But at some point in the last six months, I realized my life has pretty much looked like this for several years now:

toomuchwork_pie chart 2
i worked 110 hours one week. seriously.

Sure, I’d take vacations once in a while. But something wasn’t right.

I couldn’t stop thinking about certain pieces of advice I’d heard from mentors and articles the last year.

  1. Unwitting Mentor: What do you love so much, you could do it every day, without stop, forever?

Everyone has something like this, but so many of us have lost it. It’s usually something you did non-stop when you were little. Maybe it’s being outside in the sun (and now you’re in a windowless cube), or sketching, or playing a sport, or reading or baking. You know what it is. That thing that every time you do it, you disappear into the zone, hours pass, and you are at peace.

This advice came from Elizabeth Theranos, who I think is one of the most amazing and talented women alive today. She worked nonstop on her invention for years on end. She loved it so much, there was nothing else she could do but this. (Of course, she eventually got to her goal and now is a gabillionaire, but money isn’t the point here.)

Probably most of us aren’t built like that – I know I’m not – but there are things I love so much that I would like to do every day, and I’ve lost over the years. Like writing for pleasure, and not for work.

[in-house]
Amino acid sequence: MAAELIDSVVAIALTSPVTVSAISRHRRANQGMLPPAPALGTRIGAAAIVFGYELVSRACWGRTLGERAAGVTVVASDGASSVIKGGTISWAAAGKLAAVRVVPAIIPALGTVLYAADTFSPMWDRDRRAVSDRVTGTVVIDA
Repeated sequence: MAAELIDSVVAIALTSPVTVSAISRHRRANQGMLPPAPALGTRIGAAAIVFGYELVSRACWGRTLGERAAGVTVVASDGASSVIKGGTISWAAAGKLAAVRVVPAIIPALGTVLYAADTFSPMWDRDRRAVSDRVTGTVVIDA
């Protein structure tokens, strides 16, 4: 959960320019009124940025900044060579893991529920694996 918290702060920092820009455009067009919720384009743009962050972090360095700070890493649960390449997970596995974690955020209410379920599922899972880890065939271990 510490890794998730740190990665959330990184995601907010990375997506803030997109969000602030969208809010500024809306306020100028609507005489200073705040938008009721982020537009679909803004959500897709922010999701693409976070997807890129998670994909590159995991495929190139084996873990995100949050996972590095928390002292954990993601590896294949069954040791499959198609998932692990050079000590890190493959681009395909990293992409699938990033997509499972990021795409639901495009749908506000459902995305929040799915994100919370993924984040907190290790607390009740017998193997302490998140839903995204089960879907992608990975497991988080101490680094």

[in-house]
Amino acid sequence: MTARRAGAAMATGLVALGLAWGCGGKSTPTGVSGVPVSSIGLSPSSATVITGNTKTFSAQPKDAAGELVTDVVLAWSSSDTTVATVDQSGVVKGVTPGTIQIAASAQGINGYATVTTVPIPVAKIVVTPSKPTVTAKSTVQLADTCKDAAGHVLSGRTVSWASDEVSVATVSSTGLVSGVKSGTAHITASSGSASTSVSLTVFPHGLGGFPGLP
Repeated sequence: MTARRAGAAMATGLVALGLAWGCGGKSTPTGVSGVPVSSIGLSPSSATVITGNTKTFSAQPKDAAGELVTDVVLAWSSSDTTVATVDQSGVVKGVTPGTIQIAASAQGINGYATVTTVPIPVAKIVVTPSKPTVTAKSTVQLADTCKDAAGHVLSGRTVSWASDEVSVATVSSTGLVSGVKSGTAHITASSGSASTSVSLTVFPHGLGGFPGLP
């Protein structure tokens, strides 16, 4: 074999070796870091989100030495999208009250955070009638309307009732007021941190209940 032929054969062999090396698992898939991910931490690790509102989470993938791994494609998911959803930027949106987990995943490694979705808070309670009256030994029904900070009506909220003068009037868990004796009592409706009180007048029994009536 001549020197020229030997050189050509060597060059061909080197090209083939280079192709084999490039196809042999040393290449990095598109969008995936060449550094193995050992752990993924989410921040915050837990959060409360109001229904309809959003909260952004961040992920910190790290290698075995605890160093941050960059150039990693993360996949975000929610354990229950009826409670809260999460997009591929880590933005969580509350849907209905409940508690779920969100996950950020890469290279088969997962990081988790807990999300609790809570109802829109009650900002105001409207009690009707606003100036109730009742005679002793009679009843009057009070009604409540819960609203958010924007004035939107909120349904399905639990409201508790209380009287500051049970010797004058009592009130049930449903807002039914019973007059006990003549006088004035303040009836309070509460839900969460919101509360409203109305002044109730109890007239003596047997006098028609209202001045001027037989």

Here is a cover and a page from a “book” I wrote at 8:

my writing has improved thankfully since i was 8

pentraveler_book_3

2. Fully Aware Mentor: What stories do you want to tell from your rocking chair?

How you won that big account of a paper company and your grandchildren don’t even know what paper is now because it was obsolete by 2030? Or how you wrote a billion papers that were used for a total of 10 seconds in some meeting once?

Or do you want to talk about the time that you ran from a bear, you almost drowned learning to dive, or that person you loved but just wasn’t right for you? That you explored the world and made huge mistakes, but you don’t regret any of them?